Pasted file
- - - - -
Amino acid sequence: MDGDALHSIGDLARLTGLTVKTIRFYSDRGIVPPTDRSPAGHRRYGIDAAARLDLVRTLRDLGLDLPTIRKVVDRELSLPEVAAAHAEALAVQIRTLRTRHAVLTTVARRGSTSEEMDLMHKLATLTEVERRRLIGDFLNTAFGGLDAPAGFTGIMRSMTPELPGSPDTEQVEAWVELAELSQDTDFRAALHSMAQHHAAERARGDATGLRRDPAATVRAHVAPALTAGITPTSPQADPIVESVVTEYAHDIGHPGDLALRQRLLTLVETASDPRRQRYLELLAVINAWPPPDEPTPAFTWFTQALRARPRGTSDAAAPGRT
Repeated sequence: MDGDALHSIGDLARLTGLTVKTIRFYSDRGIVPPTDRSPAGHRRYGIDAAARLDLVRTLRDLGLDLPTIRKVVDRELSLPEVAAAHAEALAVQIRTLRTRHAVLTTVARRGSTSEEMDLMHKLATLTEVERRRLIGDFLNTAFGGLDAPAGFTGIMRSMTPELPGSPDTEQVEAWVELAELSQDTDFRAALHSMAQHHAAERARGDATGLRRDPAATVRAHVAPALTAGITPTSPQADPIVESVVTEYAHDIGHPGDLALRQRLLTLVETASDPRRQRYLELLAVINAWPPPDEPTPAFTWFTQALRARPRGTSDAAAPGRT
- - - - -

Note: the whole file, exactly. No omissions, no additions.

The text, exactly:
Amino acid sequence: MDGDALHSIGDLARLTGLTVKTIRFYSDRGIVPPTDRSPAGHRRYGIDAAARLDLVRTLRDLGLDLPTIRKVVDRELSLPEVAAAHAEALAVQIRTLRTRHAVLTTVARRGSTSEEMDLMHKLATLTEVERRRLIGDFLNTAFGGLDAPAGFTGIMRSMTPELPGSPDTEQVEAWVELAELSQDTDFRAALHSMAQHHAAERARGDATGLRRDPAATVRAHVAPALTAGITPTSPQADPIVESVVTEYAHDIGHPGDLALRQRLLTLVETASDPRRQRYLELLAVINAWPPPDEPTPAFTWFTQALRARPRGTSDAAAPGRT
Repeated sequence: MDGDALHSIGDLARLTGLTVKTIRFYSDRGIVPPTDRSPAGHRRYGIDAAARLDLVRTLRDLGLDLPTIRKVVDRELSLPEVAAAHAEALAVQIRTLRTRHAVLTTVARRGSTSEEMDLMHKLATLTEVERRRLIGDFLNTAFGGLDAPAGFTGIMRSMTPELPGSPDTEQVEAWVELAELSQDTDFRAALHSMAQHHAAERARGDATGLRRDPAATVRAHVAPALTAGITPTSPQADPIVESVVTEYAHDIGHPGDLALRQRLLTLVETASDPRRQRYLELLAVINAWPPPDEPTPAFTWFTQALRARPRGTSDAAAPGRT